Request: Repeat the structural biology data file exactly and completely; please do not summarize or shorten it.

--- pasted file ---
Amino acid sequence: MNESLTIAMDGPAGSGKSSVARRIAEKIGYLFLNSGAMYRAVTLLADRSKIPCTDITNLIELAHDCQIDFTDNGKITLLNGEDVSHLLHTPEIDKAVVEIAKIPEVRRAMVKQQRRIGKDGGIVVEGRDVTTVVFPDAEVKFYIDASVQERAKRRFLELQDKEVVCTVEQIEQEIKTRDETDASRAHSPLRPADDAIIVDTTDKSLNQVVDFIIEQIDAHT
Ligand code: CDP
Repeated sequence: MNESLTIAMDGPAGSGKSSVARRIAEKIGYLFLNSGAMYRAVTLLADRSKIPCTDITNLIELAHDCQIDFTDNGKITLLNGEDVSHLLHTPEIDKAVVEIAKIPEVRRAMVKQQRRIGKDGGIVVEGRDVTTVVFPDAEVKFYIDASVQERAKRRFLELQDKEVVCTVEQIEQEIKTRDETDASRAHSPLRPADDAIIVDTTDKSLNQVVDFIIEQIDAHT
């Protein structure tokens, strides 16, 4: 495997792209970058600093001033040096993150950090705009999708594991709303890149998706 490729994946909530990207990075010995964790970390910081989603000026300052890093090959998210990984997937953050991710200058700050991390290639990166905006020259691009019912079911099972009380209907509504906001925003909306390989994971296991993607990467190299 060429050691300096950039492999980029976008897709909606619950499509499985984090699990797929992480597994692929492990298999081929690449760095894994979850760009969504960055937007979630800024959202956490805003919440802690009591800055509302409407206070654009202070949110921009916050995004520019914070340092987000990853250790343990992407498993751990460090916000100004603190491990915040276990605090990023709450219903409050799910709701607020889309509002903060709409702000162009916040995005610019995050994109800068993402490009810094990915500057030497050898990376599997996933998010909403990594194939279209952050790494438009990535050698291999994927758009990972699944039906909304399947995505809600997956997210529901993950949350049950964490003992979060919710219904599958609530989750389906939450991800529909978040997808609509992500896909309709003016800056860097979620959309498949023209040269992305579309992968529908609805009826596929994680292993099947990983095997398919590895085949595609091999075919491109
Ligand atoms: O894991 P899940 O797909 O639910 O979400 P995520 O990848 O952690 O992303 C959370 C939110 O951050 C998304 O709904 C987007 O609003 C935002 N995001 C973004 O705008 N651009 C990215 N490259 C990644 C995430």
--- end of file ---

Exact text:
Amino acid sequence: MNESLTIAMDGPAGSGKSSVARRIAEKIGYLFLNSGAMYRAVTLLADRSKIPCTDITNLIELAHDCQIDFTDNGKITLLNGEDVSHLLHTPEIDKAVVEIAKIPEVRRAMVKQQRRIGKDGGIVVEGRDVTTVVFPDAEVKFYIDASVQERAKRRFLELQDKEVVCTVEQIEQEIKTRDETDASRAHSPLRPADDAIIVDTTDKSLNQVVDFIIEQIDAHT
Ligand code: CDP
Repeated sequence: MNESLTIAMDGPAGSGKSSVARRIAEKIGYLFLNSGAMYRAVTLLADRSKIPCTDITNLIELAHDCQIDFTDNGKITLLNGEDVSHLLHTPEIDKAVVEIAKIPEVRRAMVKQQRRIGKDGGIVVEGRDVTTVVFPDAEVKFYIDASVQERAKRRFLELQDKEVVCTVEQIEQEIKTRDETDASRAHSPLRPADDAIIVDTTDKSLNQVVDFIIEQIDAHT
């Protein structure tokens, strides 16, 4: 495997792209970058600093001033040096993150950090705009999708594991709303890149998706 490729994946909530990207990075010995964790970390910081989603000026300052890093090959998210990984997937953050991710200058700050991390290639990166905006020259691009019912079911099972009380209907509504906001925003909306390989994971296991993607990467190299 060429050691300096950039492999980029976008897709909606619950499509499985984090699990797929992480597994692929492990298999081929690449760095894994979850760009969504960055937007979630800024959202956490805003919440802690009591800055509302409407206070654009202070949110921009916050995004520019914070340092987000990853250790343990992407498993751990460090916000100004603190491990915040276990605090990023709450219903409050799910709701607020889309509002903060709409702000162009916040995005610019995050994109800068993402490009810094990915500057030497050898990376599997996933998010909403990594194939279209952050790494438009990535050698291999994927758009990972699944039906909304399947995505809600997956997210529901993950949350049950964490003992979060919710219904599958609530989750389906939450991800529909978040997808609509992500896909309709003016800056860097979620959309498949023209040269992305579309992968529908609805009826596929994680292993099947990983095997398919590895085949595609091999075919491109
Ligand atoms: O894991 P899940 O797909 O639910 O979400 P995520 O990848 O952690 O992303 C959370 C939110 O951050 C998304 O709904 C987007 O609003 C935002 N995001 C973004 O705008 N651009 C990215 N490259 C990644 C995430």